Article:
Russia will offer an upgraded MiG-35 fighter jet equipped with an automatic landing and G-force protection systems as its entry for the Indian light fighter jet competition

Russia had received a request for information in 2019 and is awaiting a request for proposal from the Indian MoD to build over 100 jets in India, Director of the Russian Federal Service for Military-Technical Cooperation (FSVTS) of Russia Dmitry Shugaev had told Interfax news agency last week.

Russian sources told that two new features added to the jet recently will make its debut in the Indian competition- a g-force protection system and an automatic landing system.

The upgrade will bring the Russian jet closer to the features list offered by others in the competition such as the Dassault Rafale and Lockheed Martin F-21. Russia upgraded its MiG-35 fighter aircraft during January-February 2020 with a g-force protection system and an automatic landing system. The move looks aimed at making the latest Russian jet appealing to air forces testing Western jet which already have these key features.

MiG-35 G-Force Protection System

Critical g-force protection system for high-manoeuvrability fighter jets such as MiG-35 works in conjunction with the helmet display system and reduces distraction caused to the pilots of monitoring the g-force using dashboard indicator. The system allows the pilot to overcome the critical g-force level by 1-2G by exerting additional force on the stick, as well as disabling the system altogether, either temporarily or permanently. 

New Automatic Digital Landing System

Russia's MiG Corporation has developed a new automatic, digital control system to be fitted on MiG-35 aircraft for easy landing of the jets. The digital system has already undergone tests. It makes difficult weather safer by allowing the pilot to use a glide path in automatic mode quicker, and continue decline till appearance of visibility.

However these additional features are already available on some of its competitors:

F-16 (F-21) Auto Land

The Auto land sequence is initiated during flight by an on-board safety pilot. Once the pilot moves to "hands-off", the F-16 is controlled by an onboard computer. This guides through several phases of the landing sequence, culminating in a final approach to the runway touchdown point. The computer uses Lockheed Martin-developed algorithms to control the F-16’s attitude, glide slope, airspeed, and descent rate via throttle and flight control inputs until the aircraft comes to a stop on the runway, according to Lockheed Martin information.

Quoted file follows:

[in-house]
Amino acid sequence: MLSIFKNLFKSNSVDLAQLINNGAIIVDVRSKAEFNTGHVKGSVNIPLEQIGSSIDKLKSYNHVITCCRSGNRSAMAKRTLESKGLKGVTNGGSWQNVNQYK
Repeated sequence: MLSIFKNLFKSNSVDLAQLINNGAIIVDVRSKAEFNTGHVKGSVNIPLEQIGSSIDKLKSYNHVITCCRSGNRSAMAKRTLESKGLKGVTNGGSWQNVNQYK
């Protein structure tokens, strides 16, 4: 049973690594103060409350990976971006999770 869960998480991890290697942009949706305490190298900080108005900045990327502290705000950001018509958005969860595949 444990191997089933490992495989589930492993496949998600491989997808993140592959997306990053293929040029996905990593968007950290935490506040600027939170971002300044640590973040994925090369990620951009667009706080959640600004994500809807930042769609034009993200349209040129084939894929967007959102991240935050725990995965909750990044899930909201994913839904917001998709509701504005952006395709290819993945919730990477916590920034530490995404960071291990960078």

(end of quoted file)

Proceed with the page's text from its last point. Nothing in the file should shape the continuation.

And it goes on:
F-16 G-Force

The cockpit and its bubble canopy give the pilot unobstructed forward and upward vision, and greatly improved vision over the side and to the rear. The seat-back angle is expanded to 30 degrees, increasing pilot comfort and gravity force tolerance. For easy and accurate control of the aircraft during high G-force combat manoeuvres, a side stick controller is used instead of the conventional centre-mounted stick. Hand pressure on the side stick controller sends electrical signals to actuators of flight control surfaces such as ailerons and rudder.


The Rafale's flight computer has been programmed to counteract pilot disorientation and to employ automatic recovery of the aircraft during negative flight conditions. During the take-off phase, another alarm will ensure the aircraft does not exceed the maximum load that can be handled by its landing gear brakes.

A new instrument has been installed which allows pilots to better evaluate the aircraft’s attitude. It will sound an alarm when it detects an unusual position. The seat is inclined rearwards at an angle of 29° to improve g-force tolerance during manoeuvring and to provide a less restricted external pilot view.

An intelligent flight suit worn by the pilot is automatically controlled by the aircraft to counteract in response to calculated g-forces.